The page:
Images: Juan Pablo Verdesoto
As years roll by, those who’ve periodically visited the Ecuadorian Amazon Basin surely feel overwhelmed at the speed of change. Not change in terms of evolution or natural life cycles, but the change provoked in the name of so-called progress.
With only a morning’s stay at the frontier town of Coca, waiting for the motorized boat that will take us towards the well publicized ‘Amazonian Rainforest’, the image these words conjure in our minds is torn to shreds by gigantic speakers rumbling noisily through the reflective glass, tin roofs and cement of an unfinished building.
Along the majestic Napo River an irrigation pipeline breaks through the greenery, the thirst of development. When we finally embark on our motorized boat ride and travel over two hours downriver to the Yasuni, the picture does not improve: dark-windowed, ultra-fast speedboats violently break the calm; towers interminably burn fossil fuel with huge incandescent flames, product of oil exploitation; giant barges carry tankers, trailers, dump trucks, excavators, and other monsters of extraction, seeking to sink their claws into the heart of this green haven.
Upon reaching our destination, and to our surprise, we disembark onto a cement dock. “To enter Napo Wildlife Center we must leave the motors behind… so as not to scare the animals”, explains guide Jorge Rivadeneira with plain conviction in his voice. The journey into the true rainforest has begun.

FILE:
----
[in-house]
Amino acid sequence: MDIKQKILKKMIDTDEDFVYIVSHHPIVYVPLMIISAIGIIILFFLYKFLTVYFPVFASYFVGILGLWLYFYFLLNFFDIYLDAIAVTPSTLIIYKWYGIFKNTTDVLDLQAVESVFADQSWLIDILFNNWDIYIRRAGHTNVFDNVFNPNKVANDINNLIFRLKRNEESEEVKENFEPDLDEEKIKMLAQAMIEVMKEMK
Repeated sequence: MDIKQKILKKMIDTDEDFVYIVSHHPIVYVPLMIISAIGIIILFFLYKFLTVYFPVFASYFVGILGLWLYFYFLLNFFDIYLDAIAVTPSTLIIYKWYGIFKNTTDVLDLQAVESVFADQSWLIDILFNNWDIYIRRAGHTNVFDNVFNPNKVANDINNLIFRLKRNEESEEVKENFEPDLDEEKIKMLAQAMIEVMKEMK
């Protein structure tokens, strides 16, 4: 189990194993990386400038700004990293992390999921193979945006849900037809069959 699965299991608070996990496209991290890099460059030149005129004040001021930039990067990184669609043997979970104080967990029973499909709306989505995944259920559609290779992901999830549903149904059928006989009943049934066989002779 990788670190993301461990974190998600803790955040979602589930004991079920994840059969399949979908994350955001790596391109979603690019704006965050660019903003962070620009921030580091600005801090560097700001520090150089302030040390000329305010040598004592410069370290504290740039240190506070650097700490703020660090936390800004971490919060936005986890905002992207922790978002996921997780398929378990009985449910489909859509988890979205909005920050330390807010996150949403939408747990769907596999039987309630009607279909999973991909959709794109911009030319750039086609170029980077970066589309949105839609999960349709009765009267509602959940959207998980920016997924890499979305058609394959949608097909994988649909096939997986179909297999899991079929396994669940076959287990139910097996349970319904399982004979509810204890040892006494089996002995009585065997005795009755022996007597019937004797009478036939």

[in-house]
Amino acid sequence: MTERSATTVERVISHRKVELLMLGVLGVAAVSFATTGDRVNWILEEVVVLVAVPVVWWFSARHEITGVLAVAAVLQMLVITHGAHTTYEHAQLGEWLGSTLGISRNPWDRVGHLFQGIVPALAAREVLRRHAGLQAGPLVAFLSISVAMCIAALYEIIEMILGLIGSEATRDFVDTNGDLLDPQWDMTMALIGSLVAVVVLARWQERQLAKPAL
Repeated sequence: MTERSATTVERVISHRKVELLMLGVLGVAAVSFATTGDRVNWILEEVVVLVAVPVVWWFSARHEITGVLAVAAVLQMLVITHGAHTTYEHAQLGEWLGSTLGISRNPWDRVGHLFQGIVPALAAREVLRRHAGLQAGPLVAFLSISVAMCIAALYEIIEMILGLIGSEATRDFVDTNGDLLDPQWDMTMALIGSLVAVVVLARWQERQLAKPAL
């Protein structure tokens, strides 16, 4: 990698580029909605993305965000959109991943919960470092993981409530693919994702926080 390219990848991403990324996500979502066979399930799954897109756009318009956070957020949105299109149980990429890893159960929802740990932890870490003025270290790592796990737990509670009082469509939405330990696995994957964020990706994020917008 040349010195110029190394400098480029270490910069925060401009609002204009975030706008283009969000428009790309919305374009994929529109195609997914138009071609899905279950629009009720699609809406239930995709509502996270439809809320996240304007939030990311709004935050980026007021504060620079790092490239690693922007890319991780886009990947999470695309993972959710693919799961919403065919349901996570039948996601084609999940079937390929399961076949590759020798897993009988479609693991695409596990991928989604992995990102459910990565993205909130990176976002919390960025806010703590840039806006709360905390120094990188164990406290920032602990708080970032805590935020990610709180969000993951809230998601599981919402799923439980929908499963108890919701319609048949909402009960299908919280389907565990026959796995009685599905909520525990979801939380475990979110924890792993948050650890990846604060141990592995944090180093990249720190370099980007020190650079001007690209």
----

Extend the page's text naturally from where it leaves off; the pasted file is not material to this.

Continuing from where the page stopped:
We find a tiny crack in the lush borders of the Yasuní National Park through which to enter now on lightweight fiberglass canoes that have replaced the single tree-truck dugouts traditionally used, rowing silently along a stream of Oolong, or so it would seem from the look of the crystalline black water that meanders its way through the forest.
This is the lifeblood of our final destination: Añangu Lake.
Countless trees block the light from this secret cave of biodiversity. Our movement takes us near a pair of feeding Blue-and-Yellow Macaws; they drop fruit onto the muddy riverbank, the sloshing impact of it hitting the forest floor a mere afterthought within an impenetrable web of sound, a continuous symphony that floods our every sense. I tend to think of it all like a magnetic field where nature multiplies ad infinitum.
A family of monkeys notices us; mopping curiously from branch to branch high up in the trees, maybe thirty meters above. They follow a bit, backlit by skylight, under the shadow of what scientists are calling the most varied collection of leaves in one single place. They then lose interest and stay behind as we advance. A Urania moth shines its glistening green wings like a strobe light. And then, even when so much is going on, we notice the buzz of a dragonfly and the paddle of our ‘remero’ (boatman) gently swiping ripples across the water. Our senses are heightened. Two hours of this is an act of meditation. Two hours of this is a rite of passage. You will never be the same again.